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Telling Llamasoft: The Jeff Minter Story – an interview with Digital Eclipse

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Digital Eclipse has set the standard for retro video game collections.

Releases such as the Mega Man Legacy CollectionDisney Classic Games Collection, and Teenage Mutant Ninja Turtles: The Cowabunga Collection are known for their high-quality game emulation and wealth of supporting materials that range from design notes and cover art to music tracks and comic books.

The release of the Atari 50: The Anniversary Celebration was a significant milestone for Digital Eclipse, paving the way to the Gold Master Series. This new range aims to provide a deeper understanding of classic game development and the people involved by using documentary and archival material to give more context.

The first Gold Master Series release was The Making of Karateka, which explored the development of Jordan Mechner’s breakthrough fighting game. The latest is Llamasoft: The Jeff Minter Story, which includes a collection of 42 games – from platforms including the ZX81, ZX Spectrum, Commodore 64, Atari 800, and Atari Jaguar, to name a few – plus new interview material with Jeff Minter. It also features unreleased games, early light synthesizers, and a modern update of the classic shooter, Gridrunnner.

At this year’s Game Developers Conference, we spoke to Chris Kohler, the editorial director at Digital Eclipse, about why Jeff Minter and his works are an excellent fit for the second Gold Master Series release.

Thumbsticks: The story of Llamasoft is a excellent, but perhaps unexpected, choice for a Gold Master Series release. How did it come about?

Chris Kohler: When our studio head, Mike Mika, was like a teenager getting into video games in the mid-1990s, he went to the first or second E3. And he went down to the Atari Jaguar area, and there was Jeff Minter, standing there just hanging out. He’s not holed up in a conference room, he’s down on the show floor, he’s playing games, he’s showing off his games. Mika’s like, “Oh, you’re Jeff Minter, creator of Tempest 2000.” He introduces himself, and he finds Jeff Minter to be just this wonderful person who is very, very enthusiastic about helping this random teenager get into video games. The way Mike tells it is, “Oh gosh, if everybody is like Jeff, this is going to be amazing.” And it turns out, there’s nobody like Jeff.

Thumbsticks: How did you decide between making a standard retro games collection or a full-fledged Gold Master Series interactive documentary?

Chris Kohler: One of the very first things Mike and Jeff talked about doing was an early days kind of collection.. We had been working on The Making of Karateka since even really before I joined the company in 2020. Then we released Atari 50: The Anniversary Celebration, which was the first of the interactive documentaries. For like, two seconds, it was like, oh, it’ll sort of be a standard more collection. It won’t be like one of those interactive documentary things we’re doing. And then like, a half second later, it was like, no, it makes sense that this would be an interactive documentary, too.

Once we had decided to do it that way, it was just, okay, let’s find the story. Let’s not only just talk about who Jeff Minter is but what were some of the struggles that he went through. What was his rise to fame? How did he become that person who was on the pages of all the magazines? Which of those magazines can we get?

Thumbsticks: As someone based in North America, were you familiar with Jeff Minter’s work?

Chris Kohler: I heard of Jeff Minter in 1994, when everybody started talking about Tempest 2000 in magazines like Next Generation, which was an offshoot of Edge. We wanted to bring that perspective of if you weren’t there at the time, this is what it was like, This is how popular this guy was. And of course, you start digging into it and it’s a fascinating story.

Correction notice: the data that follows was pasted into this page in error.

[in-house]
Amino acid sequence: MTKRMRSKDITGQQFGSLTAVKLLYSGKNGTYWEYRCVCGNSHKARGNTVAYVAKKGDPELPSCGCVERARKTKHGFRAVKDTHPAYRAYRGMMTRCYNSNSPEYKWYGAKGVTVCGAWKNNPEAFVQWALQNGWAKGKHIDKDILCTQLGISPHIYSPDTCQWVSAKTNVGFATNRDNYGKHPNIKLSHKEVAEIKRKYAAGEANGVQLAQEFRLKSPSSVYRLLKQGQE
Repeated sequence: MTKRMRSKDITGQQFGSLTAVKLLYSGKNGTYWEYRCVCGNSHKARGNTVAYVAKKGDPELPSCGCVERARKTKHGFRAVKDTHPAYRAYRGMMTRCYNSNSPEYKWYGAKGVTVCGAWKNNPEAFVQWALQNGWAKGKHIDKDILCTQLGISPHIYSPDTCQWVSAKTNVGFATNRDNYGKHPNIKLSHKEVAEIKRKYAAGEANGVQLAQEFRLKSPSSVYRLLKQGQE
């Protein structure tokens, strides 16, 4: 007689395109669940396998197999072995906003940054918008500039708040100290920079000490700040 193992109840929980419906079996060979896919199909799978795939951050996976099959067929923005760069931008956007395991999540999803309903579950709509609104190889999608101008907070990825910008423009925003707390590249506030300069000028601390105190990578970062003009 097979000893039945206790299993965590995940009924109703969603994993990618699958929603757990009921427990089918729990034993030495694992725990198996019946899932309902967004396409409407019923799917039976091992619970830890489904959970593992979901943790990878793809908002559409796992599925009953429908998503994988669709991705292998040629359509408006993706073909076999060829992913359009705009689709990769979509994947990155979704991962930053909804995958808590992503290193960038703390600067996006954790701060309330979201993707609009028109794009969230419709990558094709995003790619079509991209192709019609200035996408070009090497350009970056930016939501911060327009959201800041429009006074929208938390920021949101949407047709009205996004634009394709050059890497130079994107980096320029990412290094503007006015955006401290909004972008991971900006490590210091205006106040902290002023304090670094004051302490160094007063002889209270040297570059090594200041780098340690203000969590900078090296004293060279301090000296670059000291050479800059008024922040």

He’s the most unique individual in video games, basically. The fact that he’s just been doing it all this time, single-mindedly making the games that he wants to play for himself. There was a brief period where he joined Atari and he was like, “Nope, not for me,” and then he went right back to Wales to be on the farm with the sheep and the llamas and make video games by himself. And that’s what he’s been doing since.

Thumbsticks: Jeff Minter and Jordan Mechner are examples of singular creators. Do you plan to continue the Gold Masters Series by highlighting the work of individual game developers, rather than specific franchises or studios?

Chris Kohler: We want to show the people behind the games. When you download a ROM from the internet, you don’t know who made this, or where or when they made it. You need to know all of that stuff to truly appreciate it. I mean, these are British games, there is British humour. You need to understand that before you play them. One of the things that really underpins it is the people. Let’s tell the stories of the people. And with The Making of Karateka and Jeff Minter, yeah, they’re more biographical. Once you understand who they were, it will be more emotionally impactful to you to play the work of art that they created.

Llamasoft: The Jeff Minter Story - Peru

Thumbsticks: Jordan Mechner is well-known for documenting and journalling his work, much of which has been published. On the other hand, Jeff Minter is better known for his freewheeling approach to game development. Does this create challenges when attempting to document his games.

Chris Kohler: People ask, is there concept art? I’m like, there’s no concept art. Jeff sat down in front of his computer with a mug of tea and just typed into the computer. And a week later, he had a video game. There were some things where he would design a sprite on graph paper, so we’d have the XY coordinates of all the pixels and stuff like that. And some of that stuff was still around. But he sold some of his notebooks and some of his designs and sketches or ideas for games. I feel like he was only doing a lot of that when he wasn’t in front of his computer. There’s a scene in Llamasoft where he takes a trip to Peru, and he’s just got his notebook with him the whole time. They’re riding around on a bus, doing these hours and hours of travel to get to Machu Picchu and stuff like that. He’s just filling the notebook with ideas that he’s going to do when he gets home. But if it had been, like, 10 years later, it would have just been just straight programming on the laptop.